Blick Lesson: Stabile Sculpture

[MUSIC PLAYING] When you hear the name
of Alexander Calder, what do you think of? Abstract hanging
mobile sculpture immediately comes to mind. Kinetic mobiles where
only a portion of Calder’s vast body of work. He also painted in
oils and created walls sculpture and stationary
pieces that he called stabiles. If you’d like to take a
look at Calder’s stabiles and other works, visit
the Calder Foundation at He worked in a
variety of materials– plastic, wood, and steel. But the project I’m
going to show you today introduces a new
material called taskboard. Architects and 3D
designers who create models are familiar with this product. Taskboard is a natural,
wood-based product made from sustainable resources. This is not cardboard,
though you certainly can cut it with scissors or
with a craft knife very easily. It doesn’t warp. But when it’s dampened,
it can be bent. And the cool part is the bends
stay in place when they’re dry. Here let me show
you how to do this. I have a piece here
that’s been cut. With a sponge or you
could use a spritz bottle to do this as well, dampen the
task board on the front side and on the backside where
you want to make the bend. Then very gently move
it where you want to go. Warning– there is a
limit to the pressure that it withstands. Move a little too quickly,
press a little too firmly, and you might get a crack in it. If you do, don’t worry. I’m going to show you in a
minute how you can fix that. Now I could take some
rubber bands or paperclips and wrap this around something
like a coffee can or a pop bottle and allow the
water to evaporate. It would take about an hour. But what I like to do is to use
a hair dryer on a low setting and aim it right on the damp
part inside and outside. And in just minutes, it’s
dry enough to hold that band. Now you could start with a
sketch or a paper maquette just to help you plan. I’ve gone ahead and
bent my pieces already, just like I showed you
with the hairdryer. Now I’m ready to
start assembling. You could cut a
slit in each piece and then assemble them
together like that. Or you could just bond the
pieces together with glue. White glue works pretty well. But you may want to use hot
glue or perhaps Sobo glue if you want to get a
really strong bond. I have a piece right over here
that’s already bonded together. And you can see how
even on the very edges it can be bonded together. OK. Now here’s the part where
I promise to tell you how to fix cracks and frays. If you look at the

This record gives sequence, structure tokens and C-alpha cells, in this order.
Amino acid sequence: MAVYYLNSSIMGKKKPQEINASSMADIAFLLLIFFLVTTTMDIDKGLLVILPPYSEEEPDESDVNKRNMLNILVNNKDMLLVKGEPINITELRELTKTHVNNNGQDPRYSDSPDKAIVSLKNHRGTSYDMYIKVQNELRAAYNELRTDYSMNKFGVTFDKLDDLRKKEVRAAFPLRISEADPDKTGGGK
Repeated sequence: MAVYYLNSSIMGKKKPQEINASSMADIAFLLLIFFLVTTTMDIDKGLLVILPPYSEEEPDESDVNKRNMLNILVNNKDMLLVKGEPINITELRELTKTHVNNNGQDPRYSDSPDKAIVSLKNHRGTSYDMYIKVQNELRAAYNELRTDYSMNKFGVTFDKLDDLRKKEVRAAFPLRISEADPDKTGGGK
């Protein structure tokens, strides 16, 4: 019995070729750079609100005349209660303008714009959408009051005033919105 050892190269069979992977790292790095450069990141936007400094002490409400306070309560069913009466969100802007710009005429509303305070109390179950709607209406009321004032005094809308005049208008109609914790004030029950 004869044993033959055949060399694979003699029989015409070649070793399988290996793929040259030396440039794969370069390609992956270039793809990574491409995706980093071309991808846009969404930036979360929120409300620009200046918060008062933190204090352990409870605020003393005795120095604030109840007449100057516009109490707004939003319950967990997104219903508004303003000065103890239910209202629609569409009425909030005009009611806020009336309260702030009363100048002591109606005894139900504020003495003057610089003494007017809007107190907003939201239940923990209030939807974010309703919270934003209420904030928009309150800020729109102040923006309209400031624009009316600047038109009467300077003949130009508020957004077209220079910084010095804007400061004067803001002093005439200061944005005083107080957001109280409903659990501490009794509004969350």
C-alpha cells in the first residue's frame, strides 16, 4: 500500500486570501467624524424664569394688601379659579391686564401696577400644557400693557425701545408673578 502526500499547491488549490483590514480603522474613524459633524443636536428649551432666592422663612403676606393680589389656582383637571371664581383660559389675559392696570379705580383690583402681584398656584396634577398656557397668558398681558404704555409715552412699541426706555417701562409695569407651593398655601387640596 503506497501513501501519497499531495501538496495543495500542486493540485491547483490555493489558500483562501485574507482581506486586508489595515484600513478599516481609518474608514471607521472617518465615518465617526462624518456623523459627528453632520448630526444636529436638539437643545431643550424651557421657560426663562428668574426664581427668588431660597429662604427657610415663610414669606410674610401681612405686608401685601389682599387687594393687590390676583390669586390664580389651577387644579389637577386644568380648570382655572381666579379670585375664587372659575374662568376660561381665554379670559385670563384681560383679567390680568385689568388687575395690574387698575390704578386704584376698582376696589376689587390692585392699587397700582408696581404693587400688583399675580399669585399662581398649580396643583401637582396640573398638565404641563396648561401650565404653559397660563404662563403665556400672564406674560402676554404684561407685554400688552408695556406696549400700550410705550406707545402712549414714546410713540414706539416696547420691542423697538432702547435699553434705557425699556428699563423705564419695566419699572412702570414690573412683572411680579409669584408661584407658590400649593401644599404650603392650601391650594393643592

very edge of this piece that I have here, taskboard does
tend to fray, especially when you get into small areas. Easily fixed– just bring
the Sobo glue out again, cover the area– making
sure you get the sides as well– push it back
together, and it’s fixed. And I saw a crack on this
piece that I had over here. Now because taskboard
is a wood based product, it can be sanded
down with sandpaper. And if necessary, you
can fill the cracks with a little bit more glue. But you can see just a
little bit of sanding takes care of that crack. I also like to smooth the
edges down a little bit, too. And it’s always a good idea–
anytime you’re working with airborne particles no matter
what material you’re using– to put on a particle mask. Now this sculpture
here is ready to paint. Taskboard can be finished
with any water-based or solvent-based paint or stain. If you examine Calder’s
color choices in sculpture, you’ll notice that
they’re very, very basic. He considered color to
be secondary to form. So that’s why I’ve chosen some
basic primary colors here. I am using Blickrylic
Student Grade Acrylic Paints. I’m going to give it
a couple of coats. It covers very,
very well at first. But I want to make sure
that it’s very smooth and that my brush
strokes don’t show. So I would allow this to dry. Coat the whole thing. Allow it to dry. And then come back and
give it a second coat. Then as an option– on a final finish– you might
want to have a gloss coating. Use acrylic varnish, such as
this Liquitex Flexible Varnish. Now just a couple more things– this piece that
you see over here is made with a lighter
weight of taskboard. It’s easier to cut, but it does
make a more flexible sculpture. The piece that I have right
here is made with the heavier weighted taskboard. It makes a little bit
more rigid sculpture. Let’s take a look at some
of these finished stabiles, shall we? The one on the back wall
incorporates some shapes suspended with copper wire. The one up here on
the table merges stabile sculpture with a
mobile for the total Calder experience. Now taskboard is a great
medium for sculpture. And if you want to know
more about this product and many other sculpture
materials, visit If you wish to print out the
instructions and materials for this lesson plan, we have
an easy-to-view PDF for you to download there as well. Thanks for watching and
enjoy making your stabiles. [MUSIC PLAYING]


Leave a Reply

Your email address will not be published. Required fields are marked *